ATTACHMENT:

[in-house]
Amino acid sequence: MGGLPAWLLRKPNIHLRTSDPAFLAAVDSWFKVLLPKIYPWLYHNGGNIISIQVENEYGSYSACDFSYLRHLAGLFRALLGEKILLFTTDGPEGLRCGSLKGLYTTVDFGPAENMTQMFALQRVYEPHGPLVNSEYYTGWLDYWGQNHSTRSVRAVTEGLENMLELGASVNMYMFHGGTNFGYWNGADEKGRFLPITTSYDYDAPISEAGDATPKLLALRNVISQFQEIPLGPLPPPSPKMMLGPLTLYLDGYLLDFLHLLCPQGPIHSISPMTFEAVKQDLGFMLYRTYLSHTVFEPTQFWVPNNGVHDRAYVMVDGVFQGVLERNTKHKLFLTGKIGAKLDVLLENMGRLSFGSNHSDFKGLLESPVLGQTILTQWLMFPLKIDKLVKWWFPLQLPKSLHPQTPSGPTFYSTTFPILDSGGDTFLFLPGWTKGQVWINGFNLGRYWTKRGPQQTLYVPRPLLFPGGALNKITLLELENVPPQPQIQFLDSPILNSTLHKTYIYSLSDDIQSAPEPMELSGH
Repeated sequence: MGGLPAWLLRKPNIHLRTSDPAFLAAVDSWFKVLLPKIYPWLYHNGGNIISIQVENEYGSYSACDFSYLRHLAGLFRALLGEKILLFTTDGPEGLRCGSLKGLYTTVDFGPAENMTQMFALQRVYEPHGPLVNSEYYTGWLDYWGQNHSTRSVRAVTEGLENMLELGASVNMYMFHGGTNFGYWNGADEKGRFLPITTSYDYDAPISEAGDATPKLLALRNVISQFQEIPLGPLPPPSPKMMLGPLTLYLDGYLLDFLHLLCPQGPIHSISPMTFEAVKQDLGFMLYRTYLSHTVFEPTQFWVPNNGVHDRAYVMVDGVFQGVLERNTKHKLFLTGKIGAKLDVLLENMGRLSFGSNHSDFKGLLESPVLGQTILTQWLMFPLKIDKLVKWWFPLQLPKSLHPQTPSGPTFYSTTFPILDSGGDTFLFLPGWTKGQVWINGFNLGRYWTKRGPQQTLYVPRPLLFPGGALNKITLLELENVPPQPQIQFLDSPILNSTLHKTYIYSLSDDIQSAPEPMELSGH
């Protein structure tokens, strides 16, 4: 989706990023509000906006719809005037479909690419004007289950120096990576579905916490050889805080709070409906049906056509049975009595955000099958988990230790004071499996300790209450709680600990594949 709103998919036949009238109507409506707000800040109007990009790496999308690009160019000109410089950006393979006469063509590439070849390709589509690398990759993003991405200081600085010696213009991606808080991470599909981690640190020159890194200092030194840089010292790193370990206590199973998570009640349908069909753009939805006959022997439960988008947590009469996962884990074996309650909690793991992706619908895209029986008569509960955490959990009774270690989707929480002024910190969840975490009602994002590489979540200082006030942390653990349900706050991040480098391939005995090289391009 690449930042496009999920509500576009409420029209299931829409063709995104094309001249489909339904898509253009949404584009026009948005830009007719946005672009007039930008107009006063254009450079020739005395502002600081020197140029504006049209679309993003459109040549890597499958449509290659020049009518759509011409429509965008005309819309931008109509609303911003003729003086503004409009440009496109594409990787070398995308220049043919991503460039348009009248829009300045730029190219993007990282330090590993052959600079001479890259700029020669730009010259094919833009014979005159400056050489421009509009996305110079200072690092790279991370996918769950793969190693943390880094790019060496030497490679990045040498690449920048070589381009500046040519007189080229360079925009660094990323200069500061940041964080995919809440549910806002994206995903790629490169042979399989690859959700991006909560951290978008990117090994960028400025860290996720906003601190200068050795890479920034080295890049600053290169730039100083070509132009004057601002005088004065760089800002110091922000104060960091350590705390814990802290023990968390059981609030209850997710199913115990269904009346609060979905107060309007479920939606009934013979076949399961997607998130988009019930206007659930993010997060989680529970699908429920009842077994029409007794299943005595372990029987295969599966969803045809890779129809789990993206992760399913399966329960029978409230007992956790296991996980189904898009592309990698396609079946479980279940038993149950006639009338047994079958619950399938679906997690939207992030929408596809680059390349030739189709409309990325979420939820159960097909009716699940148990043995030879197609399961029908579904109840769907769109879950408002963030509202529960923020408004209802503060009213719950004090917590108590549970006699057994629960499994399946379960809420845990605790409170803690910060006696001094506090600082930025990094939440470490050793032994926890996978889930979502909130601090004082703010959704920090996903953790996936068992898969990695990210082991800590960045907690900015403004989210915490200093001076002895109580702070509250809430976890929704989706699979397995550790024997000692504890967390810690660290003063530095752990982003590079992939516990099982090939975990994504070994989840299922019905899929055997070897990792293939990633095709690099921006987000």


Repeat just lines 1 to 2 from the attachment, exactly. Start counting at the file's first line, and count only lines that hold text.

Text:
[in-house]
Amino acid sequence: MGGLPAWLLRKPNIHLRTSDPAFLAAVDSWFKVLLPKIYPWLYHNGGNIISIQVENEYGSYSACDFSYLRHLAGLFRALLGEKILLFTTDGPEGLRCGSLKGLYTTVDFGPAENMTQMFALQRVYEPHGPLVNSEYYTGWLDYWGQNHSTRSVRAVTEGLENMLELGASVNMYMFHGGTNFGYWNGADEKGRFLPITTSYDYDAPISEAGDATPKLLALRNVISQFQEIPLGPLPPPSPKMMLGPLTLYLDGYLLDFLHLLCPQGPIHSISPMTFEAVKQDLGFMLYRTYLSHTVFEPTQFWVPNNGVHDRAYVMVDGVFQGVLERNTKHKLFLTGKIGAKLDVLLENMGRLSFGSNHSDFKGLLESPVLGQTILTQWLMFPLKIDKLVKWWFPLQLPKSLHPQTPSGPTFYSTTFPILDSGGDTFLFLPGWTKGQVWINGFNLGRYWTKRGPQQTLYVPRPLLFPGGALNKITLLELENVPPQPQIQFLDSPILNSTLHKTYIYSLSDDIQSAPEPMELSGH